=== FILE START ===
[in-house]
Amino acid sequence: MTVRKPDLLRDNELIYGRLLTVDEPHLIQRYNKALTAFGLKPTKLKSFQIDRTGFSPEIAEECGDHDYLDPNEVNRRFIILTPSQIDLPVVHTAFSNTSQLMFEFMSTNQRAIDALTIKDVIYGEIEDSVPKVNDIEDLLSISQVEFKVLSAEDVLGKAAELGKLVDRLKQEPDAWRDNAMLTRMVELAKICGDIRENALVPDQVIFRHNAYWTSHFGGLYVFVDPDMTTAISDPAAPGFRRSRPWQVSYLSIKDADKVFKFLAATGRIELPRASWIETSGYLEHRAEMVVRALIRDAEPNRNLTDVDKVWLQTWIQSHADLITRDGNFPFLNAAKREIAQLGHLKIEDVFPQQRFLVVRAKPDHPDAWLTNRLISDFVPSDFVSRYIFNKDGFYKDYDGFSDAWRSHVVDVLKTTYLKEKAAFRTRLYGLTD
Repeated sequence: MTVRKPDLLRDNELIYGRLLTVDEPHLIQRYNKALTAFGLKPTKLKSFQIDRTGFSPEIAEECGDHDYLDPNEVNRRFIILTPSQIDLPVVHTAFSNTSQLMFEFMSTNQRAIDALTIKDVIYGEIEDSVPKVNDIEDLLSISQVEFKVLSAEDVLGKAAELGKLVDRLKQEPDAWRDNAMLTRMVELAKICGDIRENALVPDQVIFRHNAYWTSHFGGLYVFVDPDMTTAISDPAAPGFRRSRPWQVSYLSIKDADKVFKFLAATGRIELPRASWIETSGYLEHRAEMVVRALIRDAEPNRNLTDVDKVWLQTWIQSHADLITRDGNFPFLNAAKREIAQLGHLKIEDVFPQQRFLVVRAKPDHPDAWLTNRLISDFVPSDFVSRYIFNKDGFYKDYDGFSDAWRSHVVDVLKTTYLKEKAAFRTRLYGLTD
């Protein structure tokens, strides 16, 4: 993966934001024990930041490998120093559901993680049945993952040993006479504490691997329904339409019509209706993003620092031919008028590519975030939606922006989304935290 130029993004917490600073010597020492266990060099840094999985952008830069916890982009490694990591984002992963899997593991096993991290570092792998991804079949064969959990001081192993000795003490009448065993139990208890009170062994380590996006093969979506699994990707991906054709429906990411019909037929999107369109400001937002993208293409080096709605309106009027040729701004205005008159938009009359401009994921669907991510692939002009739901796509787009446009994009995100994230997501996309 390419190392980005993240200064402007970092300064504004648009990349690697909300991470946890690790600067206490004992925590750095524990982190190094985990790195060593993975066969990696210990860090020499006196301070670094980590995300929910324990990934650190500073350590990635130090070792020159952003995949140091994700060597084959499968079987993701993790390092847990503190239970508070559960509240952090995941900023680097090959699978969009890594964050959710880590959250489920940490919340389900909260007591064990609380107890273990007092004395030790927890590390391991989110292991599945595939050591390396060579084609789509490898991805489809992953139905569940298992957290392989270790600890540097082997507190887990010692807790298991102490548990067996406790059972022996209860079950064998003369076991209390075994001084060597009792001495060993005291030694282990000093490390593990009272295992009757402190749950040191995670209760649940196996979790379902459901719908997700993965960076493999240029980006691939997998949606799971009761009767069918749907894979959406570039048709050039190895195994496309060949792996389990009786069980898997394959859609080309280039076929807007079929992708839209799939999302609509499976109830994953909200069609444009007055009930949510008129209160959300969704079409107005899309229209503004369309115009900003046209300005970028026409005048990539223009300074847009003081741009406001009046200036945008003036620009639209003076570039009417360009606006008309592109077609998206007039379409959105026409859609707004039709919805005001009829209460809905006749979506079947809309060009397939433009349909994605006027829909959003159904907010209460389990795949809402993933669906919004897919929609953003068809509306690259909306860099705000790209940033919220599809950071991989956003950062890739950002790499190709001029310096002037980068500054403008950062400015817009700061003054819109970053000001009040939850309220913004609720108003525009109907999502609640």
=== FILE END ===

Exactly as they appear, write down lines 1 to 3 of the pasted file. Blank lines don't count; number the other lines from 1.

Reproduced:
[in-house]
Amino acid sequence: MTVRKPDLLRDNELIYGRLLTVDEPHLIQRYNKALTAFGLKPTKLKSFQIDRTGFSPEIAEECGDHDYLDPNEVNRRFIILTPSQIDLPVVHTAFSNTSQLMFEFMSTNQRAIDALTIKDVIYGEIEDSVPKVNDIEDLLSISQVEFKVLSAEDVLGKAAELGKLVDRLKQEPDAWRDNAMLTRMVELAKICGDIRENALVPDQVIFRHNAYWTSHFGGLYVFVDPDMTTAISDPAAPGFRRSRPWQVSYLSIKDADKVFKFLAATGRIELPRASWIETSGYLEHRAEMVVRALIRDAEPNRNLTDVDKVWLQTWIQSHADLITRDGNFPFLNAAKREIAQLGHLKIEDVFPQQRFLVVRAKPDHPDAWLTNRLISDFVPSDFVSRYIFNKDGFYKDYDGFSDAWRSHVVDVLKTTYLKEKAAFRTRLYGLTD
Repeated sequence: MTVRKPDLLRDNELIYGRLLTVDEPHLIQRYNKALTAFGLKPTKLKSFQIDRTGFSPEIAEECGDHDYLDPNEVNRRFIILTPSQIDLPVVHTAFSNTSQLMFEFMSTNQRAIDALTIKDVIYGEIEDSVPKVNDIEDLLSISQVEFKVLSAEDVLGKAAELGKLVDRLKQEPDAWRDNAMLTRMVELAKICGDIRENALVPDQVIFRHNAYWTSHFGGLYVFVDPDMTTAISDPAAPGFRRSRPWQVSYLSIKDADKVFKFLAATGRIELPRASWIETSGYLEHRAEMVVRALIRDAEPNRNLTDVDKVWLQTWIQSHADLITRDGNFPFLNAAKREIAQLGHLKIEDVFPQQRFLVVRAKPDHPDAWLTNRLISDFVPSDFVSRYIFNKDGFYKDYDGFSDAWRSHVVDVLKTTYLKEKAAFRTRLYGLTD